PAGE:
Red Sox GM search is already starting to get interesting

Rob Bradford
September 12, 2019 - 7:09 am
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You might be able to cross one familiar name off the list of potential candidates to replace Dave Dombrowski. Then again ...

Arizona Diamondbacks CEO Derrick Hall threw cold water on the idea of former Red Sox assistant GM Mike Hazen returning to Boston, telling the Arizona Republic via text, "I have no reason to think they are going to ask. He is under contract."

Hazen is the third year of a five-year deal as the general manager of the Diamondbacks, who have the right to deny the Red Sox permission to talk to the Massachusetts native if Boston requests an interview. Arizona denied San Francisco's overtures toward Hazen last offseason during the Giants' GM search. But this isn't San Francisco. This is Hazen's hometown.

There might still be a chance Hazen enters the fray regarding the Red Sox' search if he expresses a strong desire to return to the organization he spent 11 years with prior to his move to Arizona.

There are other potential candidates besides Hazen working with the Diamondbacks, with former Red Sox front office employees Amiel Sawdaye and Jared Porter both occupying assistant general manager positions with Arizona.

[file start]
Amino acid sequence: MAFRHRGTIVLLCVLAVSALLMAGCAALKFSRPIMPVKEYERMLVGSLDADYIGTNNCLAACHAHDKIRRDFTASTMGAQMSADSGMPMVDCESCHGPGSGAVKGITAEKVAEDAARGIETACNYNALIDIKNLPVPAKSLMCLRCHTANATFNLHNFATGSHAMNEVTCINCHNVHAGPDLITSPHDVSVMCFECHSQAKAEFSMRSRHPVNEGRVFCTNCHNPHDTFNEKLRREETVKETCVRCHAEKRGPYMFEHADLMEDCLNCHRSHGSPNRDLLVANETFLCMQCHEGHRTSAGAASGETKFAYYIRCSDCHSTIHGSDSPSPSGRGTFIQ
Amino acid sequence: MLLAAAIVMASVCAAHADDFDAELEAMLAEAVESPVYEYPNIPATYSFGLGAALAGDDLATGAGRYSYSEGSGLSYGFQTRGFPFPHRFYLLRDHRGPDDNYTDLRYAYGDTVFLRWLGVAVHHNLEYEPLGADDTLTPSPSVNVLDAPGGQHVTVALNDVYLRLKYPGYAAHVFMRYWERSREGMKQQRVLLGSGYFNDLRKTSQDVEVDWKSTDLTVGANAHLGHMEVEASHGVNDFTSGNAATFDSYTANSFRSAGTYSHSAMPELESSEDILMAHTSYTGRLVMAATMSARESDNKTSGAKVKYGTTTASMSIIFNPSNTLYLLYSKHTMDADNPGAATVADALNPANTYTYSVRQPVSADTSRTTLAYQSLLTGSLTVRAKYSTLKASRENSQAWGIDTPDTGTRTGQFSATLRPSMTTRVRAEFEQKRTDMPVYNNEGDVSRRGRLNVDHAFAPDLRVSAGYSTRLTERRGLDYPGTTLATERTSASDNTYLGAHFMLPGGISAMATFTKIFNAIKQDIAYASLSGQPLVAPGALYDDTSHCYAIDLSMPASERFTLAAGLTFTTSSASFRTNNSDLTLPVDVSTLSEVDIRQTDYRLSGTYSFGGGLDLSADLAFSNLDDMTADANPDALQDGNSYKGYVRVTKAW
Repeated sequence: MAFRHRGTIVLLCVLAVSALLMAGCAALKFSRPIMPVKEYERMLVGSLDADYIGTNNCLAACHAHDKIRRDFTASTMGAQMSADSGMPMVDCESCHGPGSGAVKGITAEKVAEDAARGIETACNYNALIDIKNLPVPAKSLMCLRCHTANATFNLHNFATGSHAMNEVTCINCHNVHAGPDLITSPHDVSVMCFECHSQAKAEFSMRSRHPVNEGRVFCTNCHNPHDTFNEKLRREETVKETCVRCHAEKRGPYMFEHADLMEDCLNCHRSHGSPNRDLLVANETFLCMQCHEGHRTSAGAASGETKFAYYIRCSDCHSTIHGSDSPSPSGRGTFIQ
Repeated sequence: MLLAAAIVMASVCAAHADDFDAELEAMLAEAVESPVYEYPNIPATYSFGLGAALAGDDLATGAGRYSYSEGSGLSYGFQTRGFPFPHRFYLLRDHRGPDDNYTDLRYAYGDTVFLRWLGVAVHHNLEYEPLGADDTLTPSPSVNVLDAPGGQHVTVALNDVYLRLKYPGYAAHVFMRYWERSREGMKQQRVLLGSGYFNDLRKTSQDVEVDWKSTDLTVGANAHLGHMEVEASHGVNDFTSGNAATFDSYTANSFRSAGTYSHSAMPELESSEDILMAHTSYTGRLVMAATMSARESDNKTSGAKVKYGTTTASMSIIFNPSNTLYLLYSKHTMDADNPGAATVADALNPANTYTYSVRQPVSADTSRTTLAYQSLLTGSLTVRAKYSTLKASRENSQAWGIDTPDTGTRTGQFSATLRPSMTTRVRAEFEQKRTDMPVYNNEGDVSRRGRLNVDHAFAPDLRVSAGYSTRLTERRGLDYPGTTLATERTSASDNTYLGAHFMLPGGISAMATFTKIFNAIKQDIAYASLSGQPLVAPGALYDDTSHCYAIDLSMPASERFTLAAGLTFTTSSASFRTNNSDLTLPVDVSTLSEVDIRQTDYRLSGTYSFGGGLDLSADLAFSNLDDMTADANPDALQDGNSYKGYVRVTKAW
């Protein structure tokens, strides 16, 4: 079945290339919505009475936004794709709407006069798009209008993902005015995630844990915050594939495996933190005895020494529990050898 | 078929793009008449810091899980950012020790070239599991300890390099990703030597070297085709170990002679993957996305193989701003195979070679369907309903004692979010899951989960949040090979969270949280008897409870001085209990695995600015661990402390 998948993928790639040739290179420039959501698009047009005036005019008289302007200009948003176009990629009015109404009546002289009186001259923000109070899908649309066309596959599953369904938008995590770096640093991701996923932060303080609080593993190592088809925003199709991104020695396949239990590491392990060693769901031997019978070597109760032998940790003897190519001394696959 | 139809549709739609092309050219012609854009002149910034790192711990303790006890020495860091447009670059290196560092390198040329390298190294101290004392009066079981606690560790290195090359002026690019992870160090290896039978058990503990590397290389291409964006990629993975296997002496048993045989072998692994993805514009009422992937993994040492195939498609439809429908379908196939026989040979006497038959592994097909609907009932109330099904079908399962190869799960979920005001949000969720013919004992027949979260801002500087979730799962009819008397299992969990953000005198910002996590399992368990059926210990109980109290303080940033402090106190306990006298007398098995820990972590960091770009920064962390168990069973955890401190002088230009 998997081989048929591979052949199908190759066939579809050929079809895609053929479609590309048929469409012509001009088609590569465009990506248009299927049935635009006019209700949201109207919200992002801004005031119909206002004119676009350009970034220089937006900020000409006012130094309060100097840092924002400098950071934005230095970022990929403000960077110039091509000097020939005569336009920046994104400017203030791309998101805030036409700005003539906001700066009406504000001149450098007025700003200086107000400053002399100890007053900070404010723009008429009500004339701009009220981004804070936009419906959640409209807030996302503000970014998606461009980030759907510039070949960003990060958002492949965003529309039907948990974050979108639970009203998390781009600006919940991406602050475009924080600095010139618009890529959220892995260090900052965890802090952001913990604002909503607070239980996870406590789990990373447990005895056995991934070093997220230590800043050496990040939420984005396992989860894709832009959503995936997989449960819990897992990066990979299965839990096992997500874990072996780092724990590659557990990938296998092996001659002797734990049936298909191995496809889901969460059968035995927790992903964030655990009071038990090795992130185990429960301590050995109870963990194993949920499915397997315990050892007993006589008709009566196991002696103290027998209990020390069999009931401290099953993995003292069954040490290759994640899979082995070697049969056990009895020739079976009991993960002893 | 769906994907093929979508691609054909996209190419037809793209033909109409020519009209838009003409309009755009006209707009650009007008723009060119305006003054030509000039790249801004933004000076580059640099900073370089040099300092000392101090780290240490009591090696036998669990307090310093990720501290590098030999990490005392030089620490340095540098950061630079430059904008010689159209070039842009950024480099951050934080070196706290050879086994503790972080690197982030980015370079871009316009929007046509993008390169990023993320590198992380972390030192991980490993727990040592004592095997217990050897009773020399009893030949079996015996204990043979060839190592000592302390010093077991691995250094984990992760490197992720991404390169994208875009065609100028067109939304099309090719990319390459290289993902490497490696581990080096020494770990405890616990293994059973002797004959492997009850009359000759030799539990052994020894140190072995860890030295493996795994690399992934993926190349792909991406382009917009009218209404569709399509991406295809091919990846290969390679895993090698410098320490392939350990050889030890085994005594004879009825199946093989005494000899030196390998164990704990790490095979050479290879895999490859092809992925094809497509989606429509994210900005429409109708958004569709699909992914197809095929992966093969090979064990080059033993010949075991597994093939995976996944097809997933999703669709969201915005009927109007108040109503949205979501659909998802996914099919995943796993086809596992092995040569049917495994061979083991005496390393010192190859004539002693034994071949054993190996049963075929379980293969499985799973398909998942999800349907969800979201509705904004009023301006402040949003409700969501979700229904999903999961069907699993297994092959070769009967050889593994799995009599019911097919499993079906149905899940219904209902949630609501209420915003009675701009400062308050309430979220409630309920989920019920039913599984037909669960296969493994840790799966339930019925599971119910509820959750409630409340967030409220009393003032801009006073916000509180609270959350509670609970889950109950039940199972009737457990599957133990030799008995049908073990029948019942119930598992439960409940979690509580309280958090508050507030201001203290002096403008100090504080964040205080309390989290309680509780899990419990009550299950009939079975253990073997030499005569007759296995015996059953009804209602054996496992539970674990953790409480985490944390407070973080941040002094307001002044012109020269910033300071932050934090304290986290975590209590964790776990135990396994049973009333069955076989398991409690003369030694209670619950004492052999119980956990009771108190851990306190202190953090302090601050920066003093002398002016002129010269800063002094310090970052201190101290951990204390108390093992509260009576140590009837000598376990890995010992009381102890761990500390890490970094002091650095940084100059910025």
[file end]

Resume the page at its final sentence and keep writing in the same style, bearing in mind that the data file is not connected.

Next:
Another interesting name that has (and should) be surfaced is former Red Sox infielder Tim Naehring, who has served as Yankees' GM Brian Cashman's right-hand man for years. 

Naehring has repeatedly turned down requests to be interviewed for general manager positions, declining the Mets' overtures last offseason. But when talking to NJ.com about the Red Sox' potential interest his reaction suggested a different approach.

"You’d think about it,” Naehring told NJ.com. "Obviously, there are premier organizations out there and that’s one of them."

Part of the previous hesitation from the 52-year-old Naehring -- who said he hasn't heard of any formal overtures from the Red Sox as of yet -- when it has come to moving on from the Yankees is altering his current arrangement which allows him to keep his family in the Cincinnati area.

"I still have kids at home," he said. "My daughter just turned 15 on Tuesday and my son is going to turn 12. Over the years there have been other organizations that have called to see if I wanted to interview for that top seat, and I have not pursued that not because of the personal commitment but because it would be a huge family commitment."

As for what the title of the Red Sox' position might be, a team source told WEEI.com there has been no definitive decision by the organization regarding whether or not it will keep Dombrowski's President of Baseball Operations role.